New submitter Austerity Empowers writes: Amidst all the name calling and straw man arguments about the overall health of America, sometimes it helps to look at data from people who sacrificed everything based on their perception of reality. Whatever politics you subscribe to, the feeling of hopelessness is evidently real, and frightening. NBC News: "Suicide rates are up by 30 percent across the nation since 1999, federal health officials reported Thursday. And only about half the people who died by suicide had a known mental health condition, even though depression had been thought to be the major cause of suicide, the Centers for Disease Control and Prevention said. While many cases of mental illness may have been diagnosed, the CDC also noted that relationship stress, financial troubles and substance abuse were contributing to the trends."
Government

Justice Department Seizes Reporter's Phone, Email Records In Leak Probe (thehill.com) 161

According to The New York Times, the Department of Justice seized a New York Times reporter's phone and email records this year in an effort to probe the leaking of classified information, the first known instance of the DOJ going after a journalist's data under President Trump. The Hill reports: The Times reported Thursday that the DOJ seized years' worth of records from journalist Ali Watkins's time as a reporter at BuzzFeed News and Politico before she joined The Times in 2017 as a federal law enforcement reporter, according to the report Thursday. Watkins was alerted by a prosecutor in February that the DOJ had years of records and subscriber information from telecommunications companies such as Google and Verizon for two email accounts and a phone number belonging to her. Investigators did not receive the content of the records, according to The Times. The newspaper reported that it learned of the letter on Thursday.
United States

There Are More Jobs Than People Out of Work, Something the American Economy Has Never Experienced Before (cnbc.com) 689

The jobs market has reached what should be some kind of inflection point: there are now more openings than there are workers. From a report: April marked the second month in a row this historic event has occurred, and the gap is growing. According to the monthly Job Openings and Labor Turnover Survey released this week, there were just shy of 6.7 million open positions in April, the most recent month for which data are available. That represented an increase of 65,000 from March and is a record. The number of vacancies is pulling well ahead of the number the Bureau of Labor Statistics counts as unemployed. This year is the first time the level of the unemployed exceeded the jobs available since the BLS started tracking JOLTS numbers in 2000. As of April, the total workers looking and eligible for jobs fell to 6.35 million, a decrease from 6.58 million the previous month. The number fell further in May to 6.06 million, though there is no comparable JOLTS data for that month. Under normal circumstances, the mismatch would be creating a demand for higher wages. However, average hourly earnings rose just 2.7 percent annualized in May, up one-tenth of a point from April. Further reading: Why Nebraska has an amazing jobs market but nobody is moving there.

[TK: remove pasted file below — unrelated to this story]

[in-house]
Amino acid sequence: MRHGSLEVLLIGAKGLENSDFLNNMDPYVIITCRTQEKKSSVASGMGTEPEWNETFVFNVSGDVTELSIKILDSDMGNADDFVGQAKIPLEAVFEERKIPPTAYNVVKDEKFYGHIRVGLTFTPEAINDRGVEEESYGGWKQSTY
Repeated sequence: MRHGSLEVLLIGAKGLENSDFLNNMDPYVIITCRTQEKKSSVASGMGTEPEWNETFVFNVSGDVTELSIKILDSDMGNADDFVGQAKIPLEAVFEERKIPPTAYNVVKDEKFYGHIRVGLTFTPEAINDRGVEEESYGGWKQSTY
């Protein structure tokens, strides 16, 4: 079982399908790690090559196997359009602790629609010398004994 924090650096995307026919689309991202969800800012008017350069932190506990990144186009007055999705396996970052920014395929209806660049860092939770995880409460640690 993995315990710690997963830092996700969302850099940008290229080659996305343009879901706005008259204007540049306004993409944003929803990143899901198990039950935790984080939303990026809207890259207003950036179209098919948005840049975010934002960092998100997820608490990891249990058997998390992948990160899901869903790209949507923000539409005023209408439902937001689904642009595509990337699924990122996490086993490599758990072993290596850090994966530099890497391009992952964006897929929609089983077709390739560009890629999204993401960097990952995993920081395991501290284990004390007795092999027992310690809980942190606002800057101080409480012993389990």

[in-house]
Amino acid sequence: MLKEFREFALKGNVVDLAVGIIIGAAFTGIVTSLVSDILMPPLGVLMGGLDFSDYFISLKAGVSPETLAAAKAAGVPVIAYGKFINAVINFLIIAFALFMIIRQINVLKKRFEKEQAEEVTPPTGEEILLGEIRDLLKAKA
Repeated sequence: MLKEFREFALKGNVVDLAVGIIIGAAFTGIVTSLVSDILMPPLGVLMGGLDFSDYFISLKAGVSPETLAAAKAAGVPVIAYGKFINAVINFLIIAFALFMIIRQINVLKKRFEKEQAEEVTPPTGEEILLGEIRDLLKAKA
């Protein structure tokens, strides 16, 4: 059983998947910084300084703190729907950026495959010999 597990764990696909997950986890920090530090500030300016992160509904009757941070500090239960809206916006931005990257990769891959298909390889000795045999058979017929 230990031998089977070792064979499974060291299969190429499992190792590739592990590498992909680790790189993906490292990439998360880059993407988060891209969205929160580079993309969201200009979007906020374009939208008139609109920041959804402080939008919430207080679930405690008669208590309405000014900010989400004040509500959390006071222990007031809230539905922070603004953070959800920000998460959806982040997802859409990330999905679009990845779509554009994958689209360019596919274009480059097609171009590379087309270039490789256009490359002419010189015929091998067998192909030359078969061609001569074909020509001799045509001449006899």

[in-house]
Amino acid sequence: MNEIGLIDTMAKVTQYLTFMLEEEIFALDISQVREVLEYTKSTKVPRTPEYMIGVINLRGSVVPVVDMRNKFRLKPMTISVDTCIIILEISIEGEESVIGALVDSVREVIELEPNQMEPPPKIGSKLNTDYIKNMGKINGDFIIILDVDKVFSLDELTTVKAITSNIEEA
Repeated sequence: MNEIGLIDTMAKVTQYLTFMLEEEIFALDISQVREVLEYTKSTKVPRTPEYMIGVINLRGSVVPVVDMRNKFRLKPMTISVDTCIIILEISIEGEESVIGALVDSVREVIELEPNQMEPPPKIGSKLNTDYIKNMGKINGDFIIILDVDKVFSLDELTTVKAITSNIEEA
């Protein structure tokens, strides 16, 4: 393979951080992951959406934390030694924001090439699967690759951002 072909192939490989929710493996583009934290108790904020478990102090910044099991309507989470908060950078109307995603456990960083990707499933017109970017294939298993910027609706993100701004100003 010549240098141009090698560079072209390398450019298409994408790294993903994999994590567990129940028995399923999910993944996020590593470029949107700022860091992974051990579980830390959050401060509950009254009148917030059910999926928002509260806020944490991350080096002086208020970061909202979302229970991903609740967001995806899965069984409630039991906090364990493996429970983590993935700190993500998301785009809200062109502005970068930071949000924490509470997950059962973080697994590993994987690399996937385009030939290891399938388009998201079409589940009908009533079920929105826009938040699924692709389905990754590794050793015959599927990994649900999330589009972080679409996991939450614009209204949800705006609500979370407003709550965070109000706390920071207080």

Businesses

The Gig Economy is Actually Smaller Than It Used To Be, Labor Department Says (marketwatch.com) 64

The so-called gig economy is actually slightly smaller than it used to be, according to a new Labor Department report released Thursday that chronicles the jobs market in the age of Uber. From a report: In May 2017, the Labor Department counted 5.9 million people, or 3.8% of workers, in what it calls contingent jobs, which are those that the workers don't expect to last or that workers call temporary. In 2005, the last time the government looked into the issue, there were 4.1% of workers who classified themselves this way. "Taken at face value, the results indicate that the role of non-traditional work arrangements in the U.S. economy has remained largely unchanged during the past 20 years, even as excitement and media coverage of the growth of the 'gig economy' has increased," said Brian Schaitkin, senior economist for The Conference Board.
AI

Google Promises Its AI Will Not Be Used For Weapons (nytimes.com) 102